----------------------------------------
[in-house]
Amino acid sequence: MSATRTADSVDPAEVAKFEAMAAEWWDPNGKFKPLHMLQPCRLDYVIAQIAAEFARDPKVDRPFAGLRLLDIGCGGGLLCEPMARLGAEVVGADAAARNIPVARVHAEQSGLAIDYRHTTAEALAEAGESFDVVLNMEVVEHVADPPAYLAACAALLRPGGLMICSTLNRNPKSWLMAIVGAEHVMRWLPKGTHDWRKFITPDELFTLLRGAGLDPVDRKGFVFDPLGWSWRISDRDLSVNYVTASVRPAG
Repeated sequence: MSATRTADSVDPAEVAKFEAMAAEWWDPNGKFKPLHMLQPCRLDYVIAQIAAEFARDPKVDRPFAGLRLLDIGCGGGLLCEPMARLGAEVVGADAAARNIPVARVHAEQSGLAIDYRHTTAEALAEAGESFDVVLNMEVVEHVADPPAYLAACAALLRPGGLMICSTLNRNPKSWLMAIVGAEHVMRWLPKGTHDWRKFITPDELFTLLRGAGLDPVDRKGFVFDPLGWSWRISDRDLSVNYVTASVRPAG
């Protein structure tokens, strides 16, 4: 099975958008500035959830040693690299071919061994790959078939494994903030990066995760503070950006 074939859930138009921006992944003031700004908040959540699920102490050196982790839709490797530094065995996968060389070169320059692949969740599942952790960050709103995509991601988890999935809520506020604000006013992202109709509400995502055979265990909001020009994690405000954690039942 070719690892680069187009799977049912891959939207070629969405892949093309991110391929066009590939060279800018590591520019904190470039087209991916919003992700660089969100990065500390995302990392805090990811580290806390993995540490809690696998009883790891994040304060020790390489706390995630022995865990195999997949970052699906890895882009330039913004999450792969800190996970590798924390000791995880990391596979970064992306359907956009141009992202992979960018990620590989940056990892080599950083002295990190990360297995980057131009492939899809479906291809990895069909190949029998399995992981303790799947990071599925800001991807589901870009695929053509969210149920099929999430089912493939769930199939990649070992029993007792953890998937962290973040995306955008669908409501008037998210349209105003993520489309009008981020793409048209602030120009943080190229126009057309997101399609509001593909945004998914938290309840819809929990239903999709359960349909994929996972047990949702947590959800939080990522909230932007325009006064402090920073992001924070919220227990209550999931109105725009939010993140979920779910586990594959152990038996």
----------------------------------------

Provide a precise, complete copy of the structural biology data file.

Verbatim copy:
[in-house]
Amino acid sequence: MSATRTADSVDPAEVAKFEAMAAEWWDPNGKFKPLHMLQPCRLDYVIAQIAAEFARDPKVDRPFAGLRLLDIGCGGGLLCEPMARLGAEVVGADAAARNIPVARVHAEQSGLAIDYRHTTAEALAEAGESFDVVLNMEVVEHVADPPAYLAACAALLRPGGLMICSTLNRNPKSWLMAIVGAEHVMRWLPKGTHDWRKFITPDELFTLLRGAGLDPVDRKGFVFDPLGWSWRISDRDLSVNYVTASVRPAG
Repeated sequence: MSATRTADSVDPAEVAKFEAMAAEWWDPNGKFKPLHMLQPCRLDYVIAQIAAEFARDPKVDRPFAGLRLLDIGCGGGLLCEPMARLGAEVVGADAAARNIPVARVHAEQSGLAIDYRHTTAEALAEAGESFDVVLNMEVVEHVADPPAYLAACAALLRPGGLMICSTLNRNPKSWLMAIVGAEHVMRWLPKGTHDWRKFITPDELFTLLRGAGLDPVDRKGFVFDPLGWSWRISDRDLSVNYVTASVRPAG
């Protein structure tokens, strides 16, 4: 099975958008500035959830040693690299071919061994790959078939494994903030990066995760503070950006 074939859930138009921006992944003031700004908040959540699920102490050196982790839709490797530094065995996968060389070169320059692949969740599942952790960050709103995509991601988890999935809520506020604000006013992202109709509400995502055979265990909001020009994690405000954690039942 070719690892680069187009799977049912891959939207070629969405892949093309991110391929066009590939060279800018590591520019904190470039087209991916919003992700660089969100990065500390995302990392805090990811580290806390993995540490809690696998009883790891994040304060020790390489706390995630022995865990195999997949970052699906890895882009330039913004999450792969800190996970590798924390000791995880990391596979970064992306359907956009141009992202992979960018990620590989940056990892080599950083002295990190990360297995980057131009492939899809479906291809990895069909190949029998399995992981303790799947990071599925800001991807589901870009695929053509969210149920099929999430089912493939769930199939990649070992029993007792953890998937962290973040995306955008669908409501008037998210349209105003993520489309009008981020793409048209602030120009943080190229126009057309997101399609509001593909945004998914938290309840819809929990239903999709359960349909994929996972047990949702947590959800939080990522909230932007325009006064402090920073992001924070919220227990209550999931109105725009939010993140979920779910586990594959152990038996």